Therapeutic Approaches Utilising NKT Cells
Natural killer T (NKT) cells are members of the immune armamentarium with profound immunoregulatory effects. They bridge the innate and adaptive immune systems, filling a niche in recognizing glycolipid antigens, and responding rapidly to prime subsequent immune responses. In cancer, type I NKT cells, defined by their semi-invariant T cell receptor (TCR) using Vα14Jα18 in mice and Vα24Jα18 in humans, are mostly host protective, by producing interferon-γ (IFN-γ) to activate and mature dendritic cells (DC) to make IL-12, which in turn activates NK and CD8+ T cells. In contrast, type II NKT cells, characterized by more diverse TCRs recognizing lipids presented by CD1d, primarily inhibited anti-tumor immunity. This chapter will discuss the impact of CD1d-restricted NKT cells in tumor immune surveillance and immunotherapy and highlight recent therapeutic approaches in tumor mouse models with a focus on harnessing the anti-tumor activities of NKT cells.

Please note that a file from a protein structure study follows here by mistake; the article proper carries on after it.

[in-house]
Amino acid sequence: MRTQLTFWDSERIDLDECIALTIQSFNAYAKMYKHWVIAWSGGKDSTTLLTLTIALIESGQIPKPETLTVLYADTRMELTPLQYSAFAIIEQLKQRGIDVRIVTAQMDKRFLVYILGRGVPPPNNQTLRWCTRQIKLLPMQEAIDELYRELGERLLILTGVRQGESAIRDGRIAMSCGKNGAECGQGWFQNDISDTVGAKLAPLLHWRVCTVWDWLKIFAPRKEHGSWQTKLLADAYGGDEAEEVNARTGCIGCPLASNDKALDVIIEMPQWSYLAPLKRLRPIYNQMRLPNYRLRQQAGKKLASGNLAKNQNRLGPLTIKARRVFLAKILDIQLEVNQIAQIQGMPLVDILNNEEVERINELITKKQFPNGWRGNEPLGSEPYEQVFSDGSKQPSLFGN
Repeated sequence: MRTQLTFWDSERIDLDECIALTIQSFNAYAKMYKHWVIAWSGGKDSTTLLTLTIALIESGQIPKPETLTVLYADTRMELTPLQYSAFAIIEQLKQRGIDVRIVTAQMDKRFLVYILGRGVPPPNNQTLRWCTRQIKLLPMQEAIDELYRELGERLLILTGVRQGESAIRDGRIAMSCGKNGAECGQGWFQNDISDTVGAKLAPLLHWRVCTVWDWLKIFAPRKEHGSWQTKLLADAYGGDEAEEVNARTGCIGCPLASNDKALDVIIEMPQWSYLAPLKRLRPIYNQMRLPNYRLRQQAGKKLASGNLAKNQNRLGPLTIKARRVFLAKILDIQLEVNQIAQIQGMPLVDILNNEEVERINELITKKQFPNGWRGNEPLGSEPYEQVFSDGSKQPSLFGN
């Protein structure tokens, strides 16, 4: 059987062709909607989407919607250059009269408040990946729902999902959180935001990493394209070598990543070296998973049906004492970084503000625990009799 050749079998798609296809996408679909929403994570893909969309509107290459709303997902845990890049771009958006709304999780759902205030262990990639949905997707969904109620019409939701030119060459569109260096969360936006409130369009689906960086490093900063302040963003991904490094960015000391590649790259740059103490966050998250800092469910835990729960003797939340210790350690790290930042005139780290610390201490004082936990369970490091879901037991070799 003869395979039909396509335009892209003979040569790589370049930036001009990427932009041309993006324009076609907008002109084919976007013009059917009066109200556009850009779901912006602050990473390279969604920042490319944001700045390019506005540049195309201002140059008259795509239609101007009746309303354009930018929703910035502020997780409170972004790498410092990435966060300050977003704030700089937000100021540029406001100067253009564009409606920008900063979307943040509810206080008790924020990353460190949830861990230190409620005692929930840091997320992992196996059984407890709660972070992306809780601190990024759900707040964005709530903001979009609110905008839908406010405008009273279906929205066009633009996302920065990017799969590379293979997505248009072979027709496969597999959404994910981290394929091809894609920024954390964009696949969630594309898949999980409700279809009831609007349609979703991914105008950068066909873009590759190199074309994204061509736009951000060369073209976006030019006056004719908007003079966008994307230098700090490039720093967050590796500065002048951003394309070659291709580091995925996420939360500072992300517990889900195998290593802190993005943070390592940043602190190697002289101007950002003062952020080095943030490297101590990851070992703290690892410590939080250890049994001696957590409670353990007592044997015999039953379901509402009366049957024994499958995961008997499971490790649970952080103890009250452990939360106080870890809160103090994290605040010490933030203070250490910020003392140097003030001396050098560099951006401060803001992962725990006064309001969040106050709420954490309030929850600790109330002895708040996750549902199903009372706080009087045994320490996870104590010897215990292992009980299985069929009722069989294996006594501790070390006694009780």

KeywordsToxicity Lymphoma Adenocarcinoma Sarcoma Myeloma
SRM was supported by a Balzan Foundation Post-doctoral Fellowship. MJS was supported by a National Health and Medical Research Council of Australia (NH&MRC) Australia Fellowship.
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